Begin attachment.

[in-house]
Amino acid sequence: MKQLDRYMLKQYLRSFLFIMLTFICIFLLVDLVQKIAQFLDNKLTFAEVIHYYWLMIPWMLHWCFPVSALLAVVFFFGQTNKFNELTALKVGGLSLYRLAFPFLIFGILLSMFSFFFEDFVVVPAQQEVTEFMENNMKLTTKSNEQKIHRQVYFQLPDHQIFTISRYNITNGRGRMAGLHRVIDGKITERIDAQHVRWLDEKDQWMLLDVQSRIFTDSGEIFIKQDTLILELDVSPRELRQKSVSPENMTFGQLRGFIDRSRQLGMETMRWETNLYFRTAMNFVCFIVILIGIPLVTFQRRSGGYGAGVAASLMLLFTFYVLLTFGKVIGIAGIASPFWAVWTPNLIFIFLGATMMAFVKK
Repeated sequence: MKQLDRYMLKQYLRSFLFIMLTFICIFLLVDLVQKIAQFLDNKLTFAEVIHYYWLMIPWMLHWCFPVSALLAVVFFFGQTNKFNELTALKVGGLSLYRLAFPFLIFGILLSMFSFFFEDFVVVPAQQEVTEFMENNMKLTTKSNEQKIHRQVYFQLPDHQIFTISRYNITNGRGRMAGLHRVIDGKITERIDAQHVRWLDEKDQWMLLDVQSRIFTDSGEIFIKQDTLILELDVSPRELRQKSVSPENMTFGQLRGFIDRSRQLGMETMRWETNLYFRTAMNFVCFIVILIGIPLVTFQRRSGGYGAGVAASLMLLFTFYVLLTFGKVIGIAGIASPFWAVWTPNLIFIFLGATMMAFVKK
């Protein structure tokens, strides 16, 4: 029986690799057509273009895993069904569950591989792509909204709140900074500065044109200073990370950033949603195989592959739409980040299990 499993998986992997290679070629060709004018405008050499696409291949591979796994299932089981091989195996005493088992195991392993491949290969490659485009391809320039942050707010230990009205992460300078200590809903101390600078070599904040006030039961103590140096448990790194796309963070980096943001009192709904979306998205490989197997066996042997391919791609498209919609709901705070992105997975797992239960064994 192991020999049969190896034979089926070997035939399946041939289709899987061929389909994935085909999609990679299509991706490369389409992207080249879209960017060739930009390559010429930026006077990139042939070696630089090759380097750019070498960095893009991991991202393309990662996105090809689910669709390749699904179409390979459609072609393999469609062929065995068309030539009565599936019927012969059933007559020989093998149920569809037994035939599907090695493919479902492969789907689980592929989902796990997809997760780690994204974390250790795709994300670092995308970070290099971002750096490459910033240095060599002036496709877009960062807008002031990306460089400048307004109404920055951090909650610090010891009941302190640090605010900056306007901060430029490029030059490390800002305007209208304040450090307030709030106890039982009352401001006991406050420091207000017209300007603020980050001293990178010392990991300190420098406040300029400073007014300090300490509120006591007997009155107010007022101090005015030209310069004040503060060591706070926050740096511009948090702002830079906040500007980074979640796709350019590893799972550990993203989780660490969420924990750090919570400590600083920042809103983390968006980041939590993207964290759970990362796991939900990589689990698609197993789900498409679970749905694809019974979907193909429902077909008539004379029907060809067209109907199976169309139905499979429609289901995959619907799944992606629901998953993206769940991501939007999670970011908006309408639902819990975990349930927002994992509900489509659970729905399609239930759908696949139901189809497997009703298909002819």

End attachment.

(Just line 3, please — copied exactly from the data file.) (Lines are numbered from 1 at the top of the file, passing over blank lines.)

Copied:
Repeated sequence: MKQLDRYMLKQYLRSFLFIMLTFICIFLLVDLVQKIAQFLDNKLTFAEVIHYYWLMIPWMLHWCFPVSALLAVVFFFGQTNKFNELTALKVGGLSLYRLAFPFLIFGILLSMFSFFFEDFVVVPAQQEVTEFMENNMKLTTKSNEQKIHRQVYFQLPDHQIFTISRYNITNGRGRMAGLHRVIDGKITERIDAQHVRWLDEKDQWMLLDVQSRIFTDSGEIFIKQDTLILELDVSPRELRQKSVSPENMTFGQLRGFIDRSRQLGMETMRWETNLYFRTAMNFVCFIVILIGIPLVTFQRRSGGYGAGVAASLMLLFTFYVLLTFGKVIGIAGIASPFWAVWTPNLIFIFLGATMMAFVKK